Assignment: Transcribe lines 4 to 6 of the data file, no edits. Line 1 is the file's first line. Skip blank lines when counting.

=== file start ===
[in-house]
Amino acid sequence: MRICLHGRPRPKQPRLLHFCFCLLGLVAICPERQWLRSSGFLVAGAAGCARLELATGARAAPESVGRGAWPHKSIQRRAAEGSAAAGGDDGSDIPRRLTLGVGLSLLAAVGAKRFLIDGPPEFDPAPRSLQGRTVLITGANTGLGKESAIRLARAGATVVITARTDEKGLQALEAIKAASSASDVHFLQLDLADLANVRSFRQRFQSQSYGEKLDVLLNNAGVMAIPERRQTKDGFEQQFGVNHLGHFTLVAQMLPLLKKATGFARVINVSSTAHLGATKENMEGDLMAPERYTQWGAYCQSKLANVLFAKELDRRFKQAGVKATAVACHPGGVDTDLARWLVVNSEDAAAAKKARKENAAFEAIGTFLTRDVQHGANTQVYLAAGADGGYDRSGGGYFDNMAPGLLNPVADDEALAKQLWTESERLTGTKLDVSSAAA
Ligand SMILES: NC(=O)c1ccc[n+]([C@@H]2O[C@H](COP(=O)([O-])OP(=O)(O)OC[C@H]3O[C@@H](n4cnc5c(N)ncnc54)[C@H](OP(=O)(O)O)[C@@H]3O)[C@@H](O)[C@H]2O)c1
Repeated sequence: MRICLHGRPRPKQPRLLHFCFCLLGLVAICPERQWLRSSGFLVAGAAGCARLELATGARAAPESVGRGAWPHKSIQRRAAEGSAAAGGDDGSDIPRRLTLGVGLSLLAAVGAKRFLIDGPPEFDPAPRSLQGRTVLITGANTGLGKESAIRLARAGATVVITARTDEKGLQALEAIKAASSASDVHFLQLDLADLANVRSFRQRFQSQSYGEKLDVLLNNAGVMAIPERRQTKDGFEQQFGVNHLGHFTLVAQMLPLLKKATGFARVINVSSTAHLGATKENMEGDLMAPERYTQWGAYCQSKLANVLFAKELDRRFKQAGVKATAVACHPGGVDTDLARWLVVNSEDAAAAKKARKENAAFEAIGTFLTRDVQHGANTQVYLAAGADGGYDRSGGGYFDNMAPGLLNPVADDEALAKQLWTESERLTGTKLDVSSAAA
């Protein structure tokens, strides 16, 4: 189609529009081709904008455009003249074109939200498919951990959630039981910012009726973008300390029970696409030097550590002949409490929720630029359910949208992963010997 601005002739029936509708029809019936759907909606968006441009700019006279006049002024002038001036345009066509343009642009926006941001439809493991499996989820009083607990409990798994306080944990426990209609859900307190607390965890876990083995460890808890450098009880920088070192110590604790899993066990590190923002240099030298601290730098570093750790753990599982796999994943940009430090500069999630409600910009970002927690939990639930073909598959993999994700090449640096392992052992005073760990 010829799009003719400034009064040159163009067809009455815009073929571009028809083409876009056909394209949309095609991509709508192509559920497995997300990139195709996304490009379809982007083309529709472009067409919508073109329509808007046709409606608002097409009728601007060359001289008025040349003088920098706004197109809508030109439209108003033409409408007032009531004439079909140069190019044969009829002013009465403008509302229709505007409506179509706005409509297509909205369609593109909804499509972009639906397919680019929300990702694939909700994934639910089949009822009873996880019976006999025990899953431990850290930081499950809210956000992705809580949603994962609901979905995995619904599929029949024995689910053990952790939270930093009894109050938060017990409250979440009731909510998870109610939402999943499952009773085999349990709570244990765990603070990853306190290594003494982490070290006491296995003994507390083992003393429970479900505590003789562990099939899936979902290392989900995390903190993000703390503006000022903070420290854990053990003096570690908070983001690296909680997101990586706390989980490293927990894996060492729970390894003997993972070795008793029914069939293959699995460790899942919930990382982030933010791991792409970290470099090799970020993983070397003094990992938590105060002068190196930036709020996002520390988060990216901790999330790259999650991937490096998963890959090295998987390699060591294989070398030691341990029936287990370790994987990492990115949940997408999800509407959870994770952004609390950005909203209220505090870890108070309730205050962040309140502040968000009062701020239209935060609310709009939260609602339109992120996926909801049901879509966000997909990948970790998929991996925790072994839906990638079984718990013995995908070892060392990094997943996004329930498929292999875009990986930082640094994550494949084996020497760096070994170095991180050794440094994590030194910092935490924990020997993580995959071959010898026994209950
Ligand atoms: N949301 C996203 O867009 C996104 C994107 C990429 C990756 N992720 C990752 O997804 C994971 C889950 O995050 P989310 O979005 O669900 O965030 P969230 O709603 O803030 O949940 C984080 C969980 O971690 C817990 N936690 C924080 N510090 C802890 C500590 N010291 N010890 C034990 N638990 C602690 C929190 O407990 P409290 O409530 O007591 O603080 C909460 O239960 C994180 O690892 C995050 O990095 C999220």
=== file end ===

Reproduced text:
Repeated sequence: MRICLHGRPRPKQPRLLHFCFCLLGLVAICPERQWLRSSGFLVAGAAGCARLELATGARAAPESVGRGAWPHKSIQRRAAEGSAAAGGDDGSDIPRRLTLGVGLSLLAAVGAKRFLIDGPPEFDPAPRSLQGRTVLITGANTGLGKESAIRLARAGATVVITARTDEKGLQALEAIKAASSASDVHFLQLDLADLANVRSFRQRFQSQSYGEKLDVLLNNAGVMAIPERRQTKDGFEQQFGVNHLGHFTLVAQMLPLLKKATGFARVINVSSTAHLGATKENMEGDLMAPERYTQWGAYCQSKLANVLFAKELDRRFKQAGVKATAVACHPGGVDTDLARWLVVNSEDAAAAKKARKENAAFEAIGTFLTRDVQHGANTQVYLAAGADGGYDRSGGGYFDNMAPGLLNPVADDEALAKQLWTESERLTGTKLDVSSAAA
């Protein structure tokens, strides 16, 4: 189609529009081709904008455009003249074109939200498919951990959630039981910012009726973008300390029970696409030097550590002949409490929720630029359910949208992963010997 601005002739029936509708029809019936759907909606968006441009700019006279006049002024002038001036345009066509343009642009926006941001439809493991499996989820009083607990409990798994306080944990426990209609859900307190607390965890876990083995460890808890450098009880920088070192110590604790899993066990590190923002240099030298601290730098570093750790753990599982796999994943940009430090500069999630409600910009970002927690939990639930073909598959993999994700090449640096392992052992005073760990 010829799009003719400034009064040159163009067809009455815009073929571009028809083409876009056909394209949309095609991509709508192509559920497995997300990139195709996304490009379809982007083309529709472009067409919508073109329509808007046709409606608002097409009728601007060359001289008025040349003088920098706004197109809508030109439209108003033409409408007032009531004439079909140069190019044969009829002013009465403008509302229709505007409506179509706005409509297509909205369609593109909804499509972009639906397919680019929300990702694939909700994934639910089949009822009873996880019976006999025990899953431990850290930081499950809210956000992705809580949603994962609901979905995995619904599929029949024995689910053990952790939270930093009894109050938060017990409250979440009731909510998870109610939402999943499952009773085999349990709570244990765990603070990853306190290594003494982490070290006491296995003994507390083992003393429970479900505590003789562990099939899936979902290392989900995390903190993000703390503006000022903070420290854990053990003096570690908070983001690296909680997101990586706390989980490293927990894996060492729970390894003997993972070795008793029914069939293959699995460790899942919930990382982030933010791991792409970290470099090799970020993983070397003094990992938590105060002068190196930036709020996002520390988060990216901790999330790259999650991937490096998963890959090295998987390699060591294989070398030691341990029936287990370790994987990492990115949940997408999800509407959870994770952004609390950005909203209220505090870890108070309730205050962040309140502040968000009062701020239209935060609310709009939260609602339109992120996926909801049901879509966000997909990948970790998929991996925790072994839906990638079984718990013995995908070892060392990094997943996004329930498929292999875009990986930082640094994550494949084996020497760096070994170095991180050794440094994590030194910092935490924990020997993580995959071959010898026994209950
Ligand atoms: N949301 C996203 O867009 C996104 C994107 C990429 C990756 N992720 C990752 O997804 C994971 C889950 O995050 P989310 O979005 O669900 O965030 P969230 O709603 O803030 O949940 C984080 C969980 O971690 C817990 N936690 C924080 N510090 C802890 C500590 N010291 N010890 C034990 N638990 C602690 C929190 O407990 P409290 O409530 O007591 O603080 C909460 O239960 C994180 O690892 C995050 O990095 C999220």